Tuesday, March 25, 2014

A rose by any other name

“A nation is a society united by a delusion about its ancestry and a common fear of its neighbors.” – W.R. Inge

The Blog Fodder has been doing a series of posts about Russia and Ukraine, their shared history, the differing perspectives, depending on whether you're Russian, Ukrainian, Tatar, Galician, whatever, about that shared history, the different ethnic groups, and the different languages spoken in Ukraine. The official language is Ukrainian, but many people speak Russian as their first language. When the Soviet Union fell apart, there was apparently a half-hearted attempt to make Ukraine an officially bilingual country, but everyone -- even the ethnic Russians -- hated Russia too much to let that happen. It's all very interesting. Also very depressing, of course, but definitely interesting.  

This whole Ukrainian mess got me to thinking about one of the things that does distinguish the United States from the rest of the world. The Blog Fodder mentions that historically in what is now the U.S., English was the language of the colonizers and in most cases indigenous populations hate the colonizers and want nothing to do with their language. He draws parallels between Ukraine and the despised Russian colonists and the American Revolution and the revolutionaries deciding between English and German. It is an interesting analogy, but with one big difference. Yes, it's true there was, in fact, a brief attempt at not using English in the nascent United States. There was a movement to make German the official language because English was the language used by the despised English king George III and his minions. Pennsylvania had a zillion German colonists, so there were a lot of German speakers.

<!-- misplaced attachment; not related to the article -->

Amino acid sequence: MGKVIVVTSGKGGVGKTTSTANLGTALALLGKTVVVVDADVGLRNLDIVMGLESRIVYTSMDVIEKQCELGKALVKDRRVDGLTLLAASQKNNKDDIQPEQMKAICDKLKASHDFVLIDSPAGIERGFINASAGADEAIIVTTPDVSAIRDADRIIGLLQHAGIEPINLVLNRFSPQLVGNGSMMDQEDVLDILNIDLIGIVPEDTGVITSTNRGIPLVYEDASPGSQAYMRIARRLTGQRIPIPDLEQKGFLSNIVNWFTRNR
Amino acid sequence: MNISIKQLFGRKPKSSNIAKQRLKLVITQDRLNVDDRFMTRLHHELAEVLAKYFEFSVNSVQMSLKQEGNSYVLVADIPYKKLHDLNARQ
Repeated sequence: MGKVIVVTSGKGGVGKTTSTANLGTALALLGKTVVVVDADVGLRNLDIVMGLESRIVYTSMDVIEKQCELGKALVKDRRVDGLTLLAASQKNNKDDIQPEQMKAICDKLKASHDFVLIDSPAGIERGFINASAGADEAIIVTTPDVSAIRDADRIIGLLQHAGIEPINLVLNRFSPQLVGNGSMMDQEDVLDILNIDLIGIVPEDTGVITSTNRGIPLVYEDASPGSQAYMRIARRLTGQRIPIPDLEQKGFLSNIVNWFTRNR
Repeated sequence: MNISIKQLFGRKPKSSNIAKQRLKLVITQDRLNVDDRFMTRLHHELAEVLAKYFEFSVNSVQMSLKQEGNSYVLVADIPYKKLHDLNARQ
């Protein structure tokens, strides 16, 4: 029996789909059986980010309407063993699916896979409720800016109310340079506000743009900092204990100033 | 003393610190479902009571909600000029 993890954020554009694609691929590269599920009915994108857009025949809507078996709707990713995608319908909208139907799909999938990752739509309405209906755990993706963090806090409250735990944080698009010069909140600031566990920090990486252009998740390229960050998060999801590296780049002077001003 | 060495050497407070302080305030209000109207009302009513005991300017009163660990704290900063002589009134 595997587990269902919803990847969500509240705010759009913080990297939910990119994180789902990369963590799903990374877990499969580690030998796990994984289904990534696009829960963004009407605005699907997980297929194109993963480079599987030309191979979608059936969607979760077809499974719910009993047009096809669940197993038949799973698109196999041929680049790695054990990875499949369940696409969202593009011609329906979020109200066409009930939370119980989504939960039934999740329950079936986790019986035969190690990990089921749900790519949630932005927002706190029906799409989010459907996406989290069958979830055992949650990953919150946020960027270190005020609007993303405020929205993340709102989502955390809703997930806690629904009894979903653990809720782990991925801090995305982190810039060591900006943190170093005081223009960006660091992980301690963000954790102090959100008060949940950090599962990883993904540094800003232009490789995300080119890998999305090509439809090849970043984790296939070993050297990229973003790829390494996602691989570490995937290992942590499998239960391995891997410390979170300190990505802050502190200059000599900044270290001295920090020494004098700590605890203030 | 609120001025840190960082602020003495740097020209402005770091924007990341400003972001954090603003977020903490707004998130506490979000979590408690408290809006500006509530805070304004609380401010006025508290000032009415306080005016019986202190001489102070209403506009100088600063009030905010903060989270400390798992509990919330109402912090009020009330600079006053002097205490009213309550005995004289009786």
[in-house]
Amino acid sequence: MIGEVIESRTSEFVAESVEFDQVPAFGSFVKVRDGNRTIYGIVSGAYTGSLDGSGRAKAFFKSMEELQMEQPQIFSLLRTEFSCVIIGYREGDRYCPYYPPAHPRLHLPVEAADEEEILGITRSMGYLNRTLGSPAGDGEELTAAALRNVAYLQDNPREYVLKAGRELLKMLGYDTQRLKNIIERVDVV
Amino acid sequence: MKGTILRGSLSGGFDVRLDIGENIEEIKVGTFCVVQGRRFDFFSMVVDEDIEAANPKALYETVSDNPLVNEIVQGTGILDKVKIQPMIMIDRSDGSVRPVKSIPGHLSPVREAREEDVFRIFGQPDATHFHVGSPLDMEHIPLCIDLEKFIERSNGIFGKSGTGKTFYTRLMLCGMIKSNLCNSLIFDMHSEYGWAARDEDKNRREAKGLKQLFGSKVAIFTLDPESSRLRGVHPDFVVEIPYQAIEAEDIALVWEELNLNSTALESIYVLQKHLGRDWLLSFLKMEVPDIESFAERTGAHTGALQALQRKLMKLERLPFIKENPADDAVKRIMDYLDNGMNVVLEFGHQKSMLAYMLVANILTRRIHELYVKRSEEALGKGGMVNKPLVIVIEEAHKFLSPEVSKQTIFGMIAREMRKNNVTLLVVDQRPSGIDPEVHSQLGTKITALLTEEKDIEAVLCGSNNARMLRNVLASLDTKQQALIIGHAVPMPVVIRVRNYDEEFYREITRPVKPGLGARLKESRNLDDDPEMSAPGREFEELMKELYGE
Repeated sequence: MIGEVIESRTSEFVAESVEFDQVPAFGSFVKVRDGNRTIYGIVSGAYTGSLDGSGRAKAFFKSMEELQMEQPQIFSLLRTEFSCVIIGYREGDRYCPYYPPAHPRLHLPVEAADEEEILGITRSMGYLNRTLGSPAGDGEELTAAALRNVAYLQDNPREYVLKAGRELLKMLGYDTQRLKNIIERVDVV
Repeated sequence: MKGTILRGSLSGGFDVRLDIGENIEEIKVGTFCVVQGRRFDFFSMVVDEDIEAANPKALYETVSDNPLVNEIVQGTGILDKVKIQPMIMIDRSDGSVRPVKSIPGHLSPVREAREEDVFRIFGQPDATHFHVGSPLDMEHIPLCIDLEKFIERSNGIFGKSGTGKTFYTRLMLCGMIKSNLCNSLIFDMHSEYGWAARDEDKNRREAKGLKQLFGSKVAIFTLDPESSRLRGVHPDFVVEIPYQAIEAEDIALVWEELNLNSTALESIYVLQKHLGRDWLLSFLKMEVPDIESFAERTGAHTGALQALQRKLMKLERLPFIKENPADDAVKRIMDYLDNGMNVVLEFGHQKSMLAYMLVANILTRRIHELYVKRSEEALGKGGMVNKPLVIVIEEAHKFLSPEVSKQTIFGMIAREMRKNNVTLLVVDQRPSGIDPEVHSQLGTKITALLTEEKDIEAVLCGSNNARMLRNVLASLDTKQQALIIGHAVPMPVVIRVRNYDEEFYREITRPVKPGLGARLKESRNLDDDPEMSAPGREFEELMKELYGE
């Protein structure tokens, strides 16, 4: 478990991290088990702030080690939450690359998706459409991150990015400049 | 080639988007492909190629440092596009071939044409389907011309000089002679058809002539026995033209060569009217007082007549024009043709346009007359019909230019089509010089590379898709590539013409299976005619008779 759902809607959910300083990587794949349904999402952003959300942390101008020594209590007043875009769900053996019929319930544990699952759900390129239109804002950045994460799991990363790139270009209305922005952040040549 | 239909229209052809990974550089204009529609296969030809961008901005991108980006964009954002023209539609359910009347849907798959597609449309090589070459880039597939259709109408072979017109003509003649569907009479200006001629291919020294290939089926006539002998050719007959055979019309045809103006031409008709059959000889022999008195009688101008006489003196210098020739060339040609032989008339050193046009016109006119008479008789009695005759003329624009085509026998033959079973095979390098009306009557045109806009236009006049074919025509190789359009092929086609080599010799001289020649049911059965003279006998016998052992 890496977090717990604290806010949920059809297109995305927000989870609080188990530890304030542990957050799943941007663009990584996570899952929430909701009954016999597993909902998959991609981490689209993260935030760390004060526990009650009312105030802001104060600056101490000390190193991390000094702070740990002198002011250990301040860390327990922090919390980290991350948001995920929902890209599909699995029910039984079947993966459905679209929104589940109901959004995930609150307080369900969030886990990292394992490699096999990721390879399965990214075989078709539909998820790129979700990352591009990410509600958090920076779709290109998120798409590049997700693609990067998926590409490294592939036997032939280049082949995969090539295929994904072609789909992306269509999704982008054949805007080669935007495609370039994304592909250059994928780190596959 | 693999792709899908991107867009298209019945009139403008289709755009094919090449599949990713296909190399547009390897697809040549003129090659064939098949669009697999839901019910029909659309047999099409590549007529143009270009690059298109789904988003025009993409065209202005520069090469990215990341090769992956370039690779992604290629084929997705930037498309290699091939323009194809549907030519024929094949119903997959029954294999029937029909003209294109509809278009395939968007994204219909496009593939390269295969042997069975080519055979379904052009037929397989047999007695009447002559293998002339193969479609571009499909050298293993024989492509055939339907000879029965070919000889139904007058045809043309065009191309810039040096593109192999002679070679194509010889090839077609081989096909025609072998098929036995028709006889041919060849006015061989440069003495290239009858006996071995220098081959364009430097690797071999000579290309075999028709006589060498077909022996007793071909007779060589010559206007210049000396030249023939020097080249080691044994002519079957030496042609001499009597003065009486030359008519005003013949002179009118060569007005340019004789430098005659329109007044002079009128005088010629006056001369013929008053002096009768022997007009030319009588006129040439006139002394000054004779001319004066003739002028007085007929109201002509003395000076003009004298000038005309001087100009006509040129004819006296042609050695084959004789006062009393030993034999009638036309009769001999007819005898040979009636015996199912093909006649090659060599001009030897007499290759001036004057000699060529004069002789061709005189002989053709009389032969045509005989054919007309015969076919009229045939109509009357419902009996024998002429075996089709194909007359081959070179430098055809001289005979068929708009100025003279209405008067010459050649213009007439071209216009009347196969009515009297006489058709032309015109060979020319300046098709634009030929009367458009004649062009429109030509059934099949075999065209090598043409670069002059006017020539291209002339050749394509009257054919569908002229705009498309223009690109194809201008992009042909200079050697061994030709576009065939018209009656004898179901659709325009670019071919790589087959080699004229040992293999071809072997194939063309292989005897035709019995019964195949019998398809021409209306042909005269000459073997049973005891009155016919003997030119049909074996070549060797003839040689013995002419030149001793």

Well, German would have been the language of the colonizers, too. Not only was the English king a member of the German house of Hanover, all the colonizers -- German, French, English, whatever -- did a really nice job of wiping out the local languages. A noncolonial language back in the 18th century would have been one of the Algonquin or Iroquoian languages common on the East Coast and in Canada. If I wanted to go back 300 years and speak a language native to North America, I'd be signing up for classes at the wemowin wadiswan over in Baraga. 

And if for some bizarre reason I felt compelled to speak the language(s) of my ancestors, my assorted grandparents and great grandparents who emigrated from Europe, I'd have to draw straws or flip coins to decide between Cornish, English, Finnish, Swedish, and possibly Russian. My mother used a lot of Russian terms for common objects instead of the more usual (for this area) Finnish ones so I'm willing to bet her mother grew up in a household where Russian was spoken almost as much as Finnish was. 

I am, in short, a typical American, a product of our cliched melting pot. I engage in symbolic ethnicity much the same way persons of Irish or German or Italian descent engage in symbolic ethnicity relating to their ancestry: I like certain traditional (albeit Americanized) Finnish foods, like pulla, cheer for the Finnish hockey team during the winter Olympics, think the movie "Leningrad Cowboys Go America" is a work of genius, and listen to Finnish bands like Nightwish. I will also remind people that the Cornish invented pasties, not the Finns (as many misguided Yoopers seem to believe), because, after all, I did have a Cornish grandmother. Like a lot of people, my immigrant ancestors were primarily monolingual (their native language with just enough English to get by) and tended to cluster in ethnic enclaves, but their descendants are widely scattered, married into different ethnic groups and religions, and any nationalist fervor they may possess is for the U.S. as a whole, not just a part of it or for a country they've never seen.